Steven Sahiounie, journalist and political commentator
St. Elijah Maronite Cathedral in Aleppo re-opened after years of disuse due to the severe destruction the 18th century cathedral endured during battles in the period of 2012 to 2016.
Aleppo had been Syria’s largest city and its commercial and industrial hub before the conflict which began in March 2011. Syria is a secular nation, with the pre-war population ratio standing at about 80% Sunni Muslim, and the remaining divided between Christians, Jews, and other Muslim sects.
It is estimated that only 30,000 Christians remain in Aleppo, compared to a pre-war population of 180,000. Aleppo is now the second largest city after the capital, Damascus.
At least three extensive missile attacks and numerous smaller attacks left the cathedral in ruins. It suffered its worst damage in when terrorists following Radical Islam, which is a political ideology, attacked the Christian areas in an attempt to eradicate all Christians and their churches.
The Syrian Arab Army liberated East Aleppo in December 2016, with at least 34,000 armed terrorists and their families removed under a negotiated settlement which the UN oversaw.
“This victory represents a strategic change and a turning point in the war against terrorism on the one hand and a crushing blow to the terrorists’ project and their supporters on the other hand,” the Syrian army statement said.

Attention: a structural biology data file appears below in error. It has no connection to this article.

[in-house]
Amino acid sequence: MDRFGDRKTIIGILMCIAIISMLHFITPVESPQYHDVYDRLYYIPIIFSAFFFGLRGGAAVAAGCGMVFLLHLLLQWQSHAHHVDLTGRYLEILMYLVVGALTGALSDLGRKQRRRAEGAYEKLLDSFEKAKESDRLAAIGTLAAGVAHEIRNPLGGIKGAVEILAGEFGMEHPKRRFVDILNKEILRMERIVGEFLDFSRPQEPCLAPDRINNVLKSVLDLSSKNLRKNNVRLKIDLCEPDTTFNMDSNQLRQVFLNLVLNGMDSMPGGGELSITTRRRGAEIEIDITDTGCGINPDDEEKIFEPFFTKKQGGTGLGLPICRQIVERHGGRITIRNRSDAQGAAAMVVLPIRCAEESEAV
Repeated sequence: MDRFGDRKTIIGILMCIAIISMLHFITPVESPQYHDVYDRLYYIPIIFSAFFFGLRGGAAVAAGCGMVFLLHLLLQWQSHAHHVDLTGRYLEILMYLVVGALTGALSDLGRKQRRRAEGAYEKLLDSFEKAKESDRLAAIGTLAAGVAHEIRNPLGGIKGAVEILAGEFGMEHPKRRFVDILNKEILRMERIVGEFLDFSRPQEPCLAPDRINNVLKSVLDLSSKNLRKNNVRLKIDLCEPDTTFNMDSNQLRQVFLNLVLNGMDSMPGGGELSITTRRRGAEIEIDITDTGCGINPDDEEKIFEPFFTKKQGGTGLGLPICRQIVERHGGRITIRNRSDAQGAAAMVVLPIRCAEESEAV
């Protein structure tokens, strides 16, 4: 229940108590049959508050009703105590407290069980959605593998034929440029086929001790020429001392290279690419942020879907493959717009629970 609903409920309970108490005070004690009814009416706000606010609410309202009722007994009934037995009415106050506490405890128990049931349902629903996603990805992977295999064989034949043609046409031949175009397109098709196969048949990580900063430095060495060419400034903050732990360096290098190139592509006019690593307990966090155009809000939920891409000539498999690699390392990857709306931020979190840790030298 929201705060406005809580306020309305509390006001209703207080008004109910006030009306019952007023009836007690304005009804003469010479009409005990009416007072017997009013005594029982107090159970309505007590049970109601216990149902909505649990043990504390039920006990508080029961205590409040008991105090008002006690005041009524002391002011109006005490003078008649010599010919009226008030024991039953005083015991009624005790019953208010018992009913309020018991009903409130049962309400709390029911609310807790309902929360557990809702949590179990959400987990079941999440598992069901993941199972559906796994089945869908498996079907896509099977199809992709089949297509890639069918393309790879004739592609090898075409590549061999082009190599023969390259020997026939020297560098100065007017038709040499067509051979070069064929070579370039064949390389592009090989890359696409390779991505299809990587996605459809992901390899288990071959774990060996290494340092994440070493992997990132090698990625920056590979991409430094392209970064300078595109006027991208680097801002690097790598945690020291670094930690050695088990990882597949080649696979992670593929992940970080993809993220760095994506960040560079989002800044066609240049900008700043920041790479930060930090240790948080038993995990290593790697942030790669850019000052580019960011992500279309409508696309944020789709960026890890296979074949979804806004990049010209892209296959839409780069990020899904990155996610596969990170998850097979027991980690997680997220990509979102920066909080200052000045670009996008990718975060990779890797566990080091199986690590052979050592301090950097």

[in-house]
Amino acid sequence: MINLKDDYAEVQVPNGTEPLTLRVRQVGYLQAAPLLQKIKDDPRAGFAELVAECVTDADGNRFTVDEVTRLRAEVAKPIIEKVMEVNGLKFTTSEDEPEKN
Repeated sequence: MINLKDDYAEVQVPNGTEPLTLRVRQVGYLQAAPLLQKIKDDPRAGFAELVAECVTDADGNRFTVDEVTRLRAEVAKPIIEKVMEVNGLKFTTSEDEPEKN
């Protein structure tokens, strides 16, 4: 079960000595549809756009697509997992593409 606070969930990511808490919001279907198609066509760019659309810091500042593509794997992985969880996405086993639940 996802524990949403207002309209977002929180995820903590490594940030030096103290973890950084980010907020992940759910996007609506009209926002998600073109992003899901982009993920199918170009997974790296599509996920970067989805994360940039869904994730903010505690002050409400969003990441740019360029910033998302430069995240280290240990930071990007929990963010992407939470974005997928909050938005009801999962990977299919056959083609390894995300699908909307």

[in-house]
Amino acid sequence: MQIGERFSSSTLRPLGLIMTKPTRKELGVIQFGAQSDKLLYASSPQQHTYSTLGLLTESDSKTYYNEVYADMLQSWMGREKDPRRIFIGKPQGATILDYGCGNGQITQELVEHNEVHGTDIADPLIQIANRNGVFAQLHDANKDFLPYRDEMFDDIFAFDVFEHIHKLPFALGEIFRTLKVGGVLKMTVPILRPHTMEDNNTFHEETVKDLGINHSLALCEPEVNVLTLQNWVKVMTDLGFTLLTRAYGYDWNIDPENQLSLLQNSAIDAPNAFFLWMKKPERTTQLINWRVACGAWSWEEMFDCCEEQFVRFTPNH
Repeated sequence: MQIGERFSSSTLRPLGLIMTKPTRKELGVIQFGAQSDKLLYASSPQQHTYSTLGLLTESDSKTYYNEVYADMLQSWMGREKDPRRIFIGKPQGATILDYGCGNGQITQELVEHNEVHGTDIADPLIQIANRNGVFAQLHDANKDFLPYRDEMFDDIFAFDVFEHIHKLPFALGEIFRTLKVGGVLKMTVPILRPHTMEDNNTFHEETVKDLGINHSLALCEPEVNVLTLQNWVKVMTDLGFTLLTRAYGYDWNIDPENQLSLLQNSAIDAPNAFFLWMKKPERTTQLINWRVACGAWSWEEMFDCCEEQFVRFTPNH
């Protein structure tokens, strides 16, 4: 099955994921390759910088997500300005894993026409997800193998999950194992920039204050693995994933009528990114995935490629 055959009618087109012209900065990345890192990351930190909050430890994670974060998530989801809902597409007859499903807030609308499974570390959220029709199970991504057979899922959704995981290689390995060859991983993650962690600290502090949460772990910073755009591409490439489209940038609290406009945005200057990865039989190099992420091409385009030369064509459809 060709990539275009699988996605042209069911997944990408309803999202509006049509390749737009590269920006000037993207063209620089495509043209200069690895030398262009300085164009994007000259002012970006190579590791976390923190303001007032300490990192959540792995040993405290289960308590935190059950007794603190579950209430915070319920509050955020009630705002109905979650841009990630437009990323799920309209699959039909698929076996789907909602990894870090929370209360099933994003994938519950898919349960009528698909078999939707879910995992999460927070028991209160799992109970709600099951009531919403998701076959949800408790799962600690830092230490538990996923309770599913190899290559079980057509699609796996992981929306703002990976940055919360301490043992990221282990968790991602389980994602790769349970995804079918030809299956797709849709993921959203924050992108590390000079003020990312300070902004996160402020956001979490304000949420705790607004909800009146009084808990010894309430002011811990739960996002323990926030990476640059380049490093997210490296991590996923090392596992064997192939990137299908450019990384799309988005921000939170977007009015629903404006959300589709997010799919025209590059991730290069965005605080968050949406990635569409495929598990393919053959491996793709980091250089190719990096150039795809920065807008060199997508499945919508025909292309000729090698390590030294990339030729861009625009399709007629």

The cathedral celebrated Christmas 2016 despite the utter devastation parishioners observed. Monsignor Joseph Tobji, Maronite Archbishop of Aleppo, gave several recent interviews in which he detailed the restoration of the cathedral. He recalled his first sight of the cathedral in its gravest condition, and marveled at how the cathedral had protected the neighborhood residents, and he said, “This house (the church) played a role in receiving the blows themselves in order to protect the surrounding civilians.”
Monsignor Joseph Tobji noted the obstacle to rebuilding churches, homes and lives in Syria is not confined to lack of funding only, but also to the US-EU sanctions which prevent any foreign company from selling any product to any Syrian company, including medical needs and the supplies fight against COVID-19. “It’s a sign of hope and rebirth, not only in a material sense but for the entire community, despite the fact that the numbers of Christians continue to dwindle, due to extreme poverty linked to the sanctions imposed on the defenseless population,” he said.
Recently, the UN Secretary General Antonio Gutierrez has publicly urged the US and EU to lift sanctions on Syria in order to fight COVID-19.
He recalled the Christmas 2016 mass, and the moment during the service when the child Jesus was placed in the manger, which had been constructed from parts of the collapsed roof. He was deeply touched emotionally at the scene, as were other attendees who were crying, laughing, clapping and cheering with joy.
The rebuilding of the cathedral’s roof, which was made of wood, required Italian architects, Italian lumber, and a roofing expert from abroad to complete. The pontifical foundation, ‘Aid to the Church in Need’ (CAN), funded the laborious project.